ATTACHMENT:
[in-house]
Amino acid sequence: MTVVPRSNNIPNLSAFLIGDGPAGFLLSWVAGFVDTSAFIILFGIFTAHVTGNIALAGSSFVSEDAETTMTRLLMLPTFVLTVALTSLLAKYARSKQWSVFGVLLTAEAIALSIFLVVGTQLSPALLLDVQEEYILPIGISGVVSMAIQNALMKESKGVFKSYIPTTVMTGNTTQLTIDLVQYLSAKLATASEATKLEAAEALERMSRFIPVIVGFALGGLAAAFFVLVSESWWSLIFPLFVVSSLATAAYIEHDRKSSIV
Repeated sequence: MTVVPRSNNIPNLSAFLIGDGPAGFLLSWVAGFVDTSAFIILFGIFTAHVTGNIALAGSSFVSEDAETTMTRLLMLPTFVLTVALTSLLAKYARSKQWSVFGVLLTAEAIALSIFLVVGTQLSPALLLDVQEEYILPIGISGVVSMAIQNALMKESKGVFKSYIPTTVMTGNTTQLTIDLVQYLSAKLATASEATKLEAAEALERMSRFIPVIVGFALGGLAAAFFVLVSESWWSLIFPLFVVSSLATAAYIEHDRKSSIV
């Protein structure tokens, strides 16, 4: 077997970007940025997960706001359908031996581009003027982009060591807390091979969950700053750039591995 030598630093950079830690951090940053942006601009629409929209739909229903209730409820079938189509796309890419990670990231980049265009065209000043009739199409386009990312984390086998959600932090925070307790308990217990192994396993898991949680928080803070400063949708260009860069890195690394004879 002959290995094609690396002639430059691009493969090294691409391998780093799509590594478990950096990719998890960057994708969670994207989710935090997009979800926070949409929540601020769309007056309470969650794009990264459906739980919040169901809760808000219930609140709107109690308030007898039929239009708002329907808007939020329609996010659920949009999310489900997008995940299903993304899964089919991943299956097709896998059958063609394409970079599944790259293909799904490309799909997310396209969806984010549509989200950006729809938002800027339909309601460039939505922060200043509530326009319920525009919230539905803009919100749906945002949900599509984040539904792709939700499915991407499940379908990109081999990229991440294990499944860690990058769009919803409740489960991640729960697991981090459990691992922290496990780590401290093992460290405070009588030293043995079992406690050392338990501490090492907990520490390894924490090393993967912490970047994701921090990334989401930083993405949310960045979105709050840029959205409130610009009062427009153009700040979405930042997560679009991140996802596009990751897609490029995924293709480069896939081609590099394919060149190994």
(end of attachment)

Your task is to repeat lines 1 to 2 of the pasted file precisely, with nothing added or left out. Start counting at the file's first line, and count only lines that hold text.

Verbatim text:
[in-house]
Amino acid sequence: MTVVPRSNNIPNLSAFLIGDGPAGFLLSWVAGFVDTSAFIILFGIFTAHVTGNIALAGSSFVSEDAETTMTRLLMLPTFVLTVALTSLLAKYARSKQWSVFGVLLTAEAIALSIFLVVGTQLSPALLLDVQEEYILPIGISGVVSMAIQNALMKESKGVFKSYIPTTVMTGNTTQLTIDLVQYLSAKLATASEATKLEAAEALERMSRFIPVIVGFALGGLAAAFFVLVSESWWSLIFPLFVVSSLATAAYIEHDRKSSIV